ontario stay at home order

New stay-at-home order issued for Ontario atop existing lockdown restrictions

The Ontario government just officially declared another state of emergency and has issued a new stay-at-home order for the entire province, beginning this Thursday, April 8, as of 12:01 a.m.

Premier Doug Ford announced the news Wednesday afternoon, as expected, stating that "there's no doubt that this third wave has been different from anything we've faced so far. The risks are greater, and the stakes are higher."

Under the new stay-at-home order, which will last for four weeks, all non-essential retailers must close for in-person shopping. Big box stores can stay open with strict safety measures in place, but only for essential items.

Residential evictions are once again banned and all people in Ontario are encouraged to stay at home whenever possible. According to Health Minister Christine Elliott, "access to shopping malls will be restricted to specific purposes."

All restrictions under the current provincewide shutdown will remain in effect as well.

"I can't stress this enough: Things are extremely, extremely serious right now and I'm extremely concerned," said Ford during his press conference, cautioning that admissions to ICUs in the past week have been increasing faster than even the worst case scenario predicted by his own health experts.

"As thing change, as we learn more about these deadly new variants, as we see new problems arise. We need to adapt — we need to move quickly and decisively."

"Above all else, our plan is to get needles into arms and protect our hospitals," said Ford, who then announced the stay-at-home order citing the advice of his Chief Medical Officer of Health, Dr. David Williams.

It's not like we weren't expecting this, but residents of Canada's largest province are reeling a bit given how quickly the rules have been changed once again.

Ontario is less than a week into the latest iteration of a full, provincewide shutdown: The most-current restrictions, which shuttered patios and lowered gathering limits, among other things, only came into effect on Saturday, April 3.

Thursday's move from shutdown to shutdown+stay-at-home will be one of the fastest pivots we've dealt with as a province to date.

Stay-at-home orders were only just lifted in Toronto and Peel on March 5, after all, following a lengthy shutdown that began across the province on Boxing Day.

While they have yet to comment on the restrictions announced today, medical officers of health in Toronto, Peel and Ottawa will no doubt be relieved to learn that something is being done on top of what was announced last Thursday.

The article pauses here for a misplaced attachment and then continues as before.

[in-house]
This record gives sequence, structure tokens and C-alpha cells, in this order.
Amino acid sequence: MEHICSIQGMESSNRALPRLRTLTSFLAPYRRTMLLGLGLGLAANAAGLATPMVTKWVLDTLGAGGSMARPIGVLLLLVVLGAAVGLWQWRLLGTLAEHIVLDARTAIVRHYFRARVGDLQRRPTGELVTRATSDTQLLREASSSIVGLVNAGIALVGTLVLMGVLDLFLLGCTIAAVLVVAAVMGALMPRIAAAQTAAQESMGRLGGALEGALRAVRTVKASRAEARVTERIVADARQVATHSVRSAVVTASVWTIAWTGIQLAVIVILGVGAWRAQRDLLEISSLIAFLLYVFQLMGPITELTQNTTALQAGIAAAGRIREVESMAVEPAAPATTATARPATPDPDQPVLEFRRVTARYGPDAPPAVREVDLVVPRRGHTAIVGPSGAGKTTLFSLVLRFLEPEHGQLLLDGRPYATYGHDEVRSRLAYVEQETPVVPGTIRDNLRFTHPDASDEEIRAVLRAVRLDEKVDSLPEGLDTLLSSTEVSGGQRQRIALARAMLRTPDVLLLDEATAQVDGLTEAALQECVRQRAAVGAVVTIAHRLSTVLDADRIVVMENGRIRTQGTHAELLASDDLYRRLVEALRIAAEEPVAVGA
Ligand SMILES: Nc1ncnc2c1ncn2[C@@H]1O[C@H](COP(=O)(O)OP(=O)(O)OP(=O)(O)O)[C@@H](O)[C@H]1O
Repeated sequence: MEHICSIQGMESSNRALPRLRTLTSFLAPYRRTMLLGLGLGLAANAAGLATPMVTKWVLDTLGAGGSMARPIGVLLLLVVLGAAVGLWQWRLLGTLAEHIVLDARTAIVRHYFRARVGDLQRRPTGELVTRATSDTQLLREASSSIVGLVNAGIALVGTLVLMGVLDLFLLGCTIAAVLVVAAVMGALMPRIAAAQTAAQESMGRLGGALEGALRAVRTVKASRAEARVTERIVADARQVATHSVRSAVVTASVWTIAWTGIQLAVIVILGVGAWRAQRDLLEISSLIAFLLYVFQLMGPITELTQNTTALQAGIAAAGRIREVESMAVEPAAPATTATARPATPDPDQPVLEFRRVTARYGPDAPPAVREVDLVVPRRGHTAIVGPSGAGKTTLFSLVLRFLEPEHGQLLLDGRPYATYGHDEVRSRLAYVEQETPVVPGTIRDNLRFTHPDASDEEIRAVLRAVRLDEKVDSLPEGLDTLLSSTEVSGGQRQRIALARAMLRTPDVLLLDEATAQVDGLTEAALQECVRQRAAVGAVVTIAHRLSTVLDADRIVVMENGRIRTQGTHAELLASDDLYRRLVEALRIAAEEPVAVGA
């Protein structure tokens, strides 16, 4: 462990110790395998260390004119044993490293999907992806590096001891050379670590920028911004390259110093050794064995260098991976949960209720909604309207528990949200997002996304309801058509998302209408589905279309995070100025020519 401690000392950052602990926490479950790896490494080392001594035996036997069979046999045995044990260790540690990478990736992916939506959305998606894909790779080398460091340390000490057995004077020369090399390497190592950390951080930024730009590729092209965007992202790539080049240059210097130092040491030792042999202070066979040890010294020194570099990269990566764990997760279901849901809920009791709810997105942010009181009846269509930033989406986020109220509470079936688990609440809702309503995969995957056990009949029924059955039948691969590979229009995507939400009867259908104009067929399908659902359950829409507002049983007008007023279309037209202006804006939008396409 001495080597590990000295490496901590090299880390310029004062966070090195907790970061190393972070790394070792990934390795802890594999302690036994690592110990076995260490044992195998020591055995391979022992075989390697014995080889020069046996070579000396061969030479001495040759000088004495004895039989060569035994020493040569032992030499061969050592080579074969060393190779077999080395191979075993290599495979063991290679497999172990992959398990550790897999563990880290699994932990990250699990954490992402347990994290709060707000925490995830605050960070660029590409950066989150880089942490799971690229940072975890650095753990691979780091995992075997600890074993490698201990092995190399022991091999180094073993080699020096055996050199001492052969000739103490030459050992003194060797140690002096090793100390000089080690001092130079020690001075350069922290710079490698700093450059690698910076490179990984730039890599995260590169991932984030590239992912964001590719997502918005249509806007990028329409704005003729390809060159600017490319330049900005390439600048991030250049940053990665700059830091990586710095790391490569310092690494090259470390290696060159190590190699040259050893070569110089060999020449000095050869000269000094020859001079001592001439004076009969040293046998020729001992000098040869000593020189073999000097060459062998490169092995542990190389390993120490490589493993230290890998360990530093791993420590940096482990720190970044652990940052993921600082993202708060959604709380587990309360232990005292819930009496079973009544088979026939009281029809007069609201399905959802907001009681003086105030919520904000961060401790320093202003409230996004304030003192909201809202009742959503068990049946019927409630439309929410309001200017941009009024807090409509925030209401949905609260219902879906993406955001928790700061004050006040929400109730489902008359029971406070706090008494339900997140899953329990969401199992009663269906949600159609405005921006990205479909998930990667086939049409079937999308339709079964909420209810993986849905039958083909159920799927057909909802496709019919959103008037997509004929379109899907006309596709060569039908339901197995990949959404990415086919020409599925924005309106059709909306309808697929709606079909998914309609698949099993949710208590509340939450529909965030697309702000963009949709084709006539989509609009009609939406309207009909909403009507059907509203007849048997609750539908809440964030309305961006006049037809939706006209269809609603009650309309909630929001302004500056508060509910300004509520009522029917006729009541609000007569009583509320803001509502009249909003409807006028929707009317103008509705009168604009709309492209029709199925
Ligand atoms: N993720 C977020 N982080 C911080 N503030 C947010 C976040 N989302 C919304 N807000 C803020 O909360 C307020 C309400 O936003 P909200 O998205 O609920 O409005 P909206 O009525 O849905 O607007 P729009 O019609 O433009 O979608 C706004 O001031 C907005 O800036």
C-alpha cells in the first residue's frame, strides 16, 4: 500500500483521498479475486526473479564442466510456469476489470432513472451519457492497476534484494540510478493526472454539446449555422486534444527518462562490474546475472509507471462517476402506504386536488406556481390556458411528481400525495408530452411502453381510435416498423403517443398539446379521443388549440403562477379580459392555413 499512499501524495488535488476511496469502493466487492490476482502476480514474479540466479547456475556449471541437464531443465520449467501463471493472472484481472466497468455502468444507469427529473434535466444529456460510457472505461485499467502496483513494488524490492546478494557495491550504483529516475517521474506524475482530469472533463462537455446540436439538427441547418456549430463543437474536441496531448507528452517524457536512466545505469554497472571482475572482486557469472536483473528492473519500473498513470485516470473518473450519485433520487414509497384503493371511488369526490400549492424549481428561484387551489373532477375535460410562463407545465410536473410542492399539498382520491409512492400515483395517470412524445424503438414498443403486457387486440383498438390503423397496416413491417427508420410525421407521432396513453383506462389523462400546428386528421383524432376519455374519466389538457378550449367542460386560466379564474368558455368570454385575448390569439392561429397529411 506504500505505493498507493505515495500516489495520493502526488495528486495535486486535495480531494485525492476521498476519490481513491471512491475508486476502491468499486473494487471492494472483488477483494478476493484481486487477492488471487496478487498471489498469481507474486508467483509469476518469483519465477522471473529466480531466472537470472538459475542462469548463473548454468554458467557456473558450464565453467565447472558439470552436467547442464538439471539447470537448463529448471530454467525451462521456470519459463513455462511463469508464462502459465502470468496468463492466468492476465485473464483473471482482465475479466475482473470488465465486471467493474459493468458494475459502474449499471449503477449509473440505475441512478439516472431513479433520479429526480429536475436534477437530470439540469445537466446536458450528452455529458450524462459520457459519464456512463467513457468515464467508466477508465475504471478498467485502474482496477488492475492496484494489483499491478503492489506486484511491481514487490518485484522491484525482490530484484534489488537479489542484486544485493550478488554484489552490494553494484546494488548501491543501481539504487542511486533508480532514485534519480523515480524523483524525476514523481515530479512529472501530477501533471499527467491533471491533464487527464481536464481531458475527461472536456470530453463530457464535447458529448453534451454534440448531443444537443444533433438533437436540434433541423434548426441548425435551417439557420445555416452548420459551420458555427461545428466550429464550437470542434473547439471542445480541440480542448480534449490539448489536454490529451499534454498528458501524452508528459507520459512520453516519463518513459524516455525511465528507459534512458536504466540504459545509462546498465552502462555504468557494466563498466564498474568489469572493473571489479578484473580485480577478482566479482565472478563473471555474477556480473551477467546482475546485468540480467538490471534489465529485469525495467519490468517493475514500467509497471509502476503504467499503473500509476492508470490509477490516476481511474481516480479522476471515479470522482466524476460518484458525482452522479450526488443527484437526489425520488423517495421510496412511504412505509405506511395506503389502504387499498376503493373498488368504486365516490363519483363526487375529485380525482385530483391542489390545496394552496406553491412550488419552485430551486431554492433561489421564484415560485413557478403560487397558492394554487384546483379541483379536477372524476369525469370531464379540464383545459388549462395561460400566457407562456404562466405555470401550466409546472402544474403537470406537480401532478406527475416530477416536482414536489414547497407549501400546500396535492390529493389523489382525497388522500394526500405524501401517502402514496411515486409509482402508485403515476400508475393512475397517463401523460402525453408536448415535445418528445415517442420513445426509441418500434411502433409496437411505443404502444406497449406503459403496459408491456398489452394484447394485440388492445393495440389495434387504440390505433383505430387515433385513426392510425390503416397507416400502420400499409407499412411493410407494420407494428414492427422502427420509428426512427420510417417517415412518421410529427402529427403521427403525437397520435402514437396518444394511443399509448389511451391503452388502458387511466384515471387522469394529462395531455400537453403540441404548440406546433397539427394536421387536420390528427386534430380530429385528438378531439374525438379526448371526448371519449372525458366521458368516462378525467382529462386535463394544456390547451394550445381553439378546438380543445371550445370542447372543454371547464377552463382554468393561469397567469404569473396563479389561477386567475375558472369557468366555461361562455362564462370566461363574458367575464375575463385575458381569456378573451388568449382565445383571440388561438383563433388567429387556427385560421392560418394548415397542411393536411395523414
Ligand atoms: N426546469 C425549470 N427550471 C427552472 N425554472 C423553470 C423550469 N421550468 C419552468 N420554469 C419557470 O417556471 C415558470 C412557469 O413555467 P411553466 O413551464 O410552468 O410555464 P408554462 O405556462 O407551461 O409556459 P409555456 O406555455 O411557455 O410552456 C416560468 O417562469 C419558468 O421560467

These doctors, along with other medical professionals in Ontario, have been warning all week that "a stay-at-home order issued by the province through an emergency order is necessary to prevent and mitigate large scale morbidity and mortality and irreparable strain on the healthcare system."

"Stricter lockdowns have shown to be effective in other countries to control transmission while vaccine campaigns progressed to achieve sufficient population coverage to suppress transmission," wrote Dr. Eileen de Villa, Dr. Lawrence Loh and Dr. Vera Etches in an open letter to their provincial counterpart on Monday.

The doctors asked for a formal review of which businesses should be permitted to operate during the current four-week-long shutdown, as well as the provision of paid sick days for workers in high-risk settings such as factories and warehouses.

Paid sick time has yet to be offered to people who feel ill and need time off to be tested for COVID-19, but the doctors did get their wish to see a new stay-at-home order implemented.

Whether or not these new measures actually work to slow the spread of dangerous variants and decelerate rising rates of transmission remains to be seen.

Lead photo by

Jason Cook


Join the conversation Load comments

Latest in City

10 unique and unusual volunteer opportunities in Toronto right now

How a historic mansion in Toronto became a home for those in need

Toronto neighbourhood is tired of all the overnight construction noise

This is what it was like to work in Toronto 150 years ago

Toronto businesses call for scientific evidence proving why they need to be closed

Here's the full list of items you can't buy at Dollarama during Ontario's latest lockdown

How to book COVID vaccine shots in Toronto and rules for those 18 and over

Data shows Toronto's residents of colour have way more run-ins with TTC fare inspectors